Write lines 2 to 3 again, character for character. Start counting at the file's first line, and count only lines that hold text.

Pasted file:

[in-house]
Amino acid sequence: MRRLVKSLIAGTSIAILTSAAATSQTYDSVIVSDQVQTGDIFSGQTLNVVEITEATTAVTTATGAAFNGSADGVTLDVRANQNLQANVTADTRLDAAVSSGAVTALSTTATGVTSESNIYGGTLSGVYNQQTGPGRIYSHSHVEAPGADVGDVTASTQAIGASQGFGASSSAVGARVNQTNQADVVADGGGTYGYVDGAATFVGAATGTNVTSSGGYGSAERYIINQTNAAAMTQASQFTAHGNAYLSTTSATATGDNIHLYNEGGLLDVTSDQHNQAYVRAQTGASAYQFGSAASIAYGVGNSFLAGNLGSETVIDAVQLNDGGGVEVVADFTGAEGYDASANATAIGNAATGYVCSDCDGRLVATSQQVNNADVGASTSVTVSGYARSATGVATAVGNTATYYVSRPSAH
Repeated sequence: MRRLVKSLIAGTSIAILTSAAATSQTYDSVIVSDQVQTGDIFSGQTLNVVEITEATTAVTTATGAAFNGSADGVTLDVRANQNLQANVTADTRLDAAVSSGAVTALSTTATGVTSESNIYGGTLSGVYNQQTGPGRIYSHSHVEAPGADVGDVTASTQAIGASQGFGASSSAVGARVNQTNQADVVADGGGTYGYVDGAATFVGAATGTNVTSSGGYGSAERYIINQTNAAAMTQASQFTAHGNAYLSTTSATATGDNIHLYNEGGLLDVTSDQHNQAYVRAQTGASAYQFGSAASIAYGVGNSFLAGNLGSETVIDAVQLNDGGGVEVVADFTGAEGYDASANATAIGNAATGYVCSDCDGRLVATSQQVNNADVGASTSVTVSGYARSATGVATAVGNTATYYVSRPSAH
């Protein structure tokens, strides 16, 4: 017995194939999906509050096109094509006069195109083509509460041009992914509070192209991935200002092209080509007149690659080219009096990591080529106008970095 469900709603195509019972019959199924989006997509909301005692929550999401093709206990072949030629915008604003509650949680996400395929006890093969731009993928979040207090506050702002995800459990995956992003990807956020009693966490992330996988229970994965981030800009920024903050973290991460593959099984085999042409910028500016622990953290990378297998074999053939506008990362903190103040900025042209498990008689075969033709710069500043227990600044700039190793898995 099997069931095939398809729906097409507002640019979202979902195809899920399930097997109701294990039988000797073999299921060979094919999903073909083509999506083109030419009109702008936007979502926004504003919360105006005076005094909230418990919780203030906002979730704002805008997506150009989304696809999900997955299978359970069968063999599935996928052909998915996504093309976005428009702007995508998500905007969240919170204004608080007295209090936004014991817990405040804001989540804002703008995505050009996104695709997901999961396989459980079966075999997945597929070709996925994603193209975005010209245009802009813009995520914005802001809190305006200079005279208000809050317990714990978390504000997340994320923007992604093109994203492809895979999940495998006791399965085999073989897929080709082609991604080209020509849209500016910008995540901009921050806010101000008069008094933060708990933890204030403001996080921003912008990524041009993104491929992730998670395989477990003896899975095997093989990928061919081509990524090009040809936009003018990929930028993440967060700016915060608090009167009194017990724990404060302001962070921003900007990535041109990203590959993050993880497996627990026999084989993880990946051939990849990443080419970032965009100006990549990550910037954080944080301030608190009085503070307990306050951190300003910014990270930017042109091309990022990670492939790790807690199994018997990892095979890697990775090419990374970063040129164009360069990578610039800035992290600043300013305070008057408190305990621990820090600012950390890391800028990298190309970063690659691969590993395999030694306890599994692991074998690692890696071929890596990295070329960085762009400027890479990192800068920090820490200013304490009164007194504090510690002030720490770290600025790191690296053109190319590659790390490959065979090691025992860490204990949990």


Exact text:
Amino acid sequence: MRRLVKSLIAGTSIAILTSAAATSQTYDSVIVSDQVQTGDIFSGQTLNVVEITEATTAVTTATGAAFNGSADGVTLDVRANQNLQANVTADTRLDAAVSSGAVTALSTTATGVTSESNIYGGTLSGVYNQQTGPGRIYSHSHVEAPGADVGDVTASTQAIGASQGFGASSSAVGARVNQTNQADVVADGGGTYGYVDGAATFVGAATGTNVTSSGGYGSAERYIINQTNAAAMTQASQFTAHGNAYLSTTSATATGDNIHLYNEGGLLDVTSDQHNQAYVRAQTGASAYQFGSAASIAYGVGNSFLAGNLGSETVIDAVQLNDGGGVEVVADFTGAEGYDASANATAIGNAATGYVCSDCDGRLVATSQQVNNADVGASTSVTVSGYARSATGVATAVGNTATYYVSRPSAH
Repeated sequence: MRRLVKSLIAGTSIAILTSAAATSQTYDSVIVSDQVQTGDIFSGQTLNVVEITEATTAVTTATGAAFNGSADGVTLDVRANQNLQANVTADTRLDAAVSSGAVTALSTTATGVTSESNIYGGTLSGVYNQQTGPGRIYSHSHVEAPGADVGDVTASTQAIGASQGFGASSSAVGARVNQTNQADVVADGGGTYGYVDGAATFVGAATGTNVTSSGGYGSAERYIINQTNAAAMTQASQFTAHGNAYLSTTSATATGDNIHLYNEGGLLDVTSDQHNQAYVRAQTGASAYQFGSAASIAYGVGNSFLAGNLGSETVIDAVQLNDGGGVEVVADFTGAEGYDASANATAIGNAATGYVCSDCDGRLVATSQQVNNADVGASTSVTVSGYARSATGVATAVGNTATYYVSRPSAH